What makes Netflix programs so popular in the first place is “Clickbait.” Some of Hollywood’s best performers take on a story that defies logic, yet proceeds at a breakneck speed, concludes on cliffhangers like clockwork, and includes just enough zig-zagging to keep the audience wondering until the end. “Clickbait” does exactly what it says on the box: it hooks you in with enticing visuals, whizzes along, and leaves you pleased before you forget everything you just saw. As a result of its eight episodes that are constantly outrageous, it’s a very binge-worthy show.
‘The Slap’ creators Tony Ayres and Christian White tell the story of a family that becomes caught up in a strange, only-for-this-moment mystery. When Nick Brewer (Adrian Grenier) appears in a viral video carrying a series of placards that read “I abuse women” and “after 5 million views, I die,” it’s revealed that he’s married, fathered, and a father. Everywhere you look, people are watching this video on their phones, tablets, and laptops. The video has amassed thousands of views in a matter of minutes and has taken over news networks.
Where did he come from? From two distinct perspectives, “Clickbait” tackles this issue in “Clickbait.” A special mention should be made to Nick’s family, including his startled and angry sister Pia (“Zoe Kazan”), Andrea (“Elizabeth Alexander”), and Sophie (“Betty Gabriel”), as well as Ethan (“Camaron Engels”) and Kai (“Betty Gabriel”) (Jaylin Fletcher). A tiny Oakland town where everyone appears to know Nick’s fate quickly consumes everyone, the Brewers’ lives. There are gossip rumors among Sophie’s schoolmates; Ethan and Kai’s classmates turn on them, and reporters are camped outside their homes. Nick’s fate is a mystery, and no one knows why. On the other hand, what did Nick do to bring this about?
“Pia,” who is full of spontaneity and impulsiveness and whom Kazan imbues with restless energy, won’t stand by and let the cops do their job. “This is not a confessional video.” Nick has been given a death threat,” she claims, and she goes to her hacker buddy Vince (Jack Walton) to assist her in investigating on her own. Det. Roshan Amiri (Phoenix Raei) is her partner in crime. It turns out that Nick wasn’t the devoted father he seemed to be, as they follow many clues, including Was Nick seen someplace; where were the videos of him shot; did he vanish on his way to work? The first dating app profile emerges, then another, and another, and another. In the wake of Nick’s abduction, his family and those interested in his case must attempt to piece together who Nick truly was without the help of Nick himself.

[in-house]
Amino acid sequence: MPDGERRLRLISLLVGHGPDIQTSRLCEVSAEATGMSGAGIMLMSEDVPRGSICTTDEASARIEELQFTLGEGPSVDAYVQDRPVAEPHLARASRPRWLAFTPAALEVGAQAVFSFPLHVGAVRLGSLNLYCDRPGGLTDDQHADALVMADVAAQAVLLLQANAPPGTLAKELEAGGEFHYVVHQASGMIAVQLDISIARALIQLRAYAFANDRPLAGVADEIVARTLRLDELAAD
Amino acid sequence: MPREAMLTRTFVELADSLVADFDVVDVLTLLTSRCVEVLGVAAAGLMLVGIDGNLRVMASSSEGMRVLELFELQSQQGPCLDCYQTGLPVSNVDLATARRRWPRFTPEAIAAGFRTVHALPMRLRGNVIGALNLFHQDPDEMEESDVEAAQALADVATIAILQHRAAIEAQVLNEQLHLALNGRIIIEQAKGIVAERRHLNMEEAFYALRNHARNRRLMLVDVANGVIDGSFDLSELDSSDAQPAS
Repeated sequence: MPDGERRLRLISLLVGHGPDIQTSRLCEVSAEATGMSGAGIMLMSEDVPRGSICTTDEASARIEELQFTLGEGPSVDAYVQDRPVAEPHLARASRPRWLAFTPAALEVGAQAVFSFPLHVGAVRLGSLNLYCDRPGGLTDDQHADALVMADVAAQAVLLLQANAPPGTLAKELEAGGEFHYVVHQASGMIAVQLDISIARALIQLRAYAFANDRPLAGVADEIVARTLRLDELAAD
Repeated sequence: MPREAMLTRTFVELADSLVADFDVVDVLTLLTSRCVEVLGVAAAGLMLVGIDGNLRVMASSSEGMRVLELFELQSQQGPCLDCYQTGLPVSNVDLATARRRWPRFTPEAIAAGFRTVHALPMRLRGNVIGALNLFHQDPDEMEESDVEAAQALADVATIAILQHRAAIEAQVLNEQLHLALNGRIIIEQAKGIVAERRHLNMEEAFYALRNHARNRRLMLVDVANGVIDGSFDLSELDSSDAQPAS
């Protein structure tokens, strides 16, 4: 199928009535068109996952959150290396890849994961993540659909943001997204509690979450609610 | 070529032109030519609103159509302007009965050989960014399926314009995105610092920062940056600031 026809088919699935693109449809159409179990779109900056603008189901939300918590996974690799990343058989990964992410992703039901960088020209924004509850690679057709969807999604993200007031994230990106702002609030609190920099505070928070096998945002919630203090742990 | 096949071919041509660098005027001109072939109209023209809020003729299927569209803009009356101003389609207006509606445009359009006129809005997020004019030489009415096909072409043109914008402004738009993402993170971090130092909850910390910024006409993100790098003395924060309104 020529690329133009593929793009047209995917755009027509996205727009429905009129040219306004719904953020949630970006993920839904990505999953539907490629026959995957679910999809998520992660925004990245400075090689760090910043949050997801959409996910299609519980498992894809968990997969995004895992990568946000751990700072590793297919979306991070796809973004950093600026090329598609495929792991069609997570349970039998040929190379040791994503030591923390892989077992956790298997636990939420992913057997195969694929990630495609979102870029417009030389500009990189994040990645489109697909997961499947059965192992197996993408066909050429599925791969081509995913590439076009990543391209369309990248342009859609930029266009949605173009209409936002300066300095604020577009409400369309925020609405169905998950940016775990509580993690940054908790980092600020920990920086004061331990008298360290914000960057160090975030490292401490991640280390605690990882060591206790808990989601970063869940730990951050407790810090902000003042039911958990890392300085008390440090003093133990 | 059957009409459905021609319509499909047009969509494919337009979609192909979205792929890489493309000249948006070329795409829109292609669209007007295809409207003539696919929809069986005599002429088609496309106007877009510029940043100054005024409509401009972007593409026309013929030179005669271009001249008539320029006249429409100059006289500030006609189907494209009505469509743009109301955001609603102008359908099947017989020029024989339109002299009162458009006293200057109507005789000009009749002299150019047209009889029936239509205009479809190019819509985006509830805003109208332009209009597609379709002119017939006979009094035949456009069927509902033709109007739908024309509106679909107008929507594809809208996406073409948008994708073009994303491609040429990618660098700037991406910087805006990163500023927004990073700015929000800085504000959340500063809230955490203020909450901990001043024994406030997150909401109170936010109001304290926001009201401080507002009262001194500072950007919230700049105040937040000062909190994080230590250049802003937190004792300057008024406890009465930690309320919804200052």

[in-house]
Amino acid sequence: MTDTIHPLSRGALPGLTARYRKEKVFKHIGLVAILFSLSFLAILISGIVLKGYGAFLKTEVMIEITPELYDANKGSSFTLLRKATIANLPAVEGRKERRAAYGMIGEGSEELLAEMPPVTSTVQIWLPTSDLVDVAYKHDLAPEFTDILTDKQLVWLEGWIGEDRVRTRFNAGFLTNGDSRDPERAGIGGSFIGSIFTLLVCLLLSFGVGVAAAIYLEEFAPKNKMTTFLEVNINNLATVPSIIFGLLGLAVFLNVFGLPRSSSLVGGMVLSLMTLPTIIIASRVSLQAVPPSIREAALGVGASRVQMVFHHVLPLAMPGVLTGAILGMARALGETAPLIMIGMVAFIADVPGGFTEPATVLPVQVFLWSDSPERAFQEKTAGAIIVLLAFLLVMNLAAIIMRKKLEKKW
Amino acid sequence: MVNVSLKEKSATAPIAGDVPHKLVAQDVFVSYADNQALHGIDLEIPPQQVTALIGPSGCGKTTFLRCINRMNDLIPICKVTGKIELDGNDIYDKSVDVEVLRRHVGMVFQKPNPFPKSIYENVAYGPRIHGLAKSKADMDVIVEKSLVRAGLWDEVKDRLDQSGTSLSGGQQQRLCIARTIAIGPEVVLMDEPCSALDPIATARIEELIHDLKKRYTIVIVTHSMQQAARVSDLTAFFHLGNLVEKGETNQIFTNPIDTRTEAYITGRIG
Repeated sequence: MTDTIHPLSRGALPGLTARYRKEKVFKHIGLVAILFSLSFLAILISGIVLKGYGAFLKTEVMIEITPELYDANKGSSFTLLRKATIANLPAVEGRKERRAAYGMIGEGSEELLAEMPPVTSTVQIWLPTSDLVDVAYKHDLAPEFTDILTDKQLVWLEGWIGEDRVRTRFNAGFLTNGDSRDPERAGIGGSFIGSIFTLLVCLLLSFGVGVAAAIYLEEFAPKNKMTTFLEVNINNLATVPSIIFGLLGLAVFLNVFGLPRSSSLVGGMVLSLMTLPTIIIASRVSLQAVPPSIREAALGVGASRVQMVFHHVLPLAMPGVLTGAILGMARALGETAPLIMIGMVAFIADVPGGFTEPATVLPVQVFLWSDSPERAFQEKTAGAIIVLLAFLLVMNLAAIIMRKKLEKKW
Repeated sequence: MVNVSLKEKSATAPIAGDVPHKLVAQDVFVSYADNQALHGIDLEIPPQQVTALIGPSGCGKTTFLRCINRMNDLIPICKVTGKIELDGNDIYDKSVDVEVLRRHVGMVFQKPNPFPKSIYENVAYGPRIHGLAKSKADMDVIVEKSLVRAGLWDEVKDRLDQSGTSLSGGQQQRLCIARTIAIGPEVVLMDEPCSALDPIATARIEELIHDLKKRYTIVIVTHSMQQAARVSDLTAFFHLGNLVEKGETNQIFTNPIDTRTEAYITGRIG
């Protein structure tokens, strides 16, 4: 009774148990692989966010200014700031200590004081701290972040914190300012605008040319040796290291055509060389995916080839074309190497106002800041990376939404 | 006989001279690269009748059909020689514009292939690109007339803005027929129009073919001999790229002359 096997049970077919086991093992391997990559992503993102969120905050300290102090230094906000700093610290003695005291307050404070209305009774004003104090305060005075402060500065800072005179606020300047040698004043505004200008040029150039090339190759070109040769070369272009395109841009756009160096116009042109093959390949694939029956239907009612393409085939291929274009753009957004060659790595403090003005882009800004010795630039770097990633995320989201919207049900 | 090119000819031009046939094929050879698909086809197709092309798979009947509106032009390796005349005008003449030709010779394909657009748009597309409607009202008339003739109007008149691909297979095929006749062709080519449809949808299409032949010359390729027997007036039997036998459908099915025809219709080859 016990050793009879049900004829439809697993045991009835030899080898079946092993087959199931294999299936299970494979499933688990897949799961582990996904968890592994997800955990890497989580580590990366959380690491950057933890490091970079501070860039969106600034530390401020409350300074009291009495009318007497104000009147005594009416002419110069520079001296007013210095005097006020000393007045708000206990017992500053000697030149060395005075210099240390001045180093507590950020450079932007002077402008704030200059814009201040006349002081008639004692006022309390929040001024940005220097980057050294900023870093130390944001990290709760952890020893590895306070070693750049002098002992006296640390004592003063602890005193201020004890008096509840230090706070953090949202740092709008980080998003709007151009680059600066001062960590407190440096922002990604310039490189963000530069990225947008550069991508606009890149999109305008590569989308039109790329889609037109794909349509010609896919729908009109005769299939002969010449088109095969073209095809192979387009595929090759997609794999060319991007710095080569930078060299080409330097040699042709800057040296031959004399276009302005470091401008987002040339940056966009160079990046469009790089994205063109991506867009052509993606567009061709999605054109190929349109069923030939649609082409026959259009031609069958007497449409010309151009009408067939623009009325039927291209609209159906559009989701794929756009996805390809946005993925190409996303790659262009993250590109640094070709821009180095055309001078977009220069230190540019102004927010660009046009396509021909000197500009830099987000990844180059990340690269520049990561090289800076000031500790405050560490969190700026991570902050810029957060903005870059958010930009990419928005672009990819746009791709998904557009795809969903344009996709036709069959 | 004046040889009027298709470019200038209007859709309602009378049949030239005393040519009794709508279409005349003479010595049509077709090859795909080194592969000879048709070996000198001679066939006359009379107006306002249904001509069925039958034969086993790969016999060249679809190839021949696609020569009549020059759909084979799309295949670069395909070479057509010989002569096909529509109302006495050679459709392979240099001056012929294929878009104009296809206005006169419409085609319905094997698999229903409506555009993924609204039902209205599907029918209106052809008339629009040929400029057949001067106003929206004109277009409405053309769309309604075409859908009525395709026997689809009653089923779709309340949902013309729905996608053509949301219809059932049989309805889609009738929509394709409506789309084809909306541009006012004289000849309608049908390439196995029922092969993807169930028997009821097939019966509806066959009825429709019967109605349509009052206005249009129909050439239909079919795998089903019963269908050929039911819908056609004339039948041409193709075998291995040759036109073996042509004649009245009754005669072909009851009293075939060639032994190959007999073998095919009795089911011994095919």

There are eight episodes of “Clickbait,” each of which is focused on a different character. Pia, who takes things personally and feels terrible about her previous encounter with Nick, is the first to be introduced. On the other hand, Sophie has her secret to keep the family together. Ethan and Kai, who dread the worst, have a distinct, almost symbiotic connection with what is happening to their father because of their lives spent completely on social media. Even the show’s “clickbait” protagonists, Roshan and Ben Park (Abraham Lim), who view this as a chance to improve their careers, receive their solo episodes.
As a result, the “truth” of events does not vary from person to person. To play with subjectivity vs. objectivity in “Clickbait” would have been too much. Instead, each concentrated chapter provides a glimpse into the inner lives of the individuals. It is the performers who seize these chances and take full use of them. The series benefits from its lack of pretense.
“Pia” is Kazan’s character, and she’s the show’s anchor. She’s full of disdainful energy, guilty glares, and thunderous strides. A point is made in “Clickbait” regarding how crazy the white Pia may be compared to the black Sophie, and while it isn’t taken to its logical conclusion, the issue is at least raised. Roshan’s family speaks Persian, and he prays in a mosque. A character of Iranian origin who isn’t a terrorist is depressingly uncommon in Hollywood, and Raei has the perfect demeanor to fit into attractive, somewhat smarmy police parts. Is there a spinoff of “Law & Order” that requires a new detective? I think Raei has potential!
Do any of these performances hint at dark depths? No, not at all. However, the script does not allow for much background development. A few moments peppered throughout (particularly in the fourth episode) play a little too much with the “real” world vs. what we portray on our social media profiles, which is a problem. As for Ethan and Kai, in particular, the series treats them more as inconveniences than genuine narrative concerns, making them seem underdeveloped.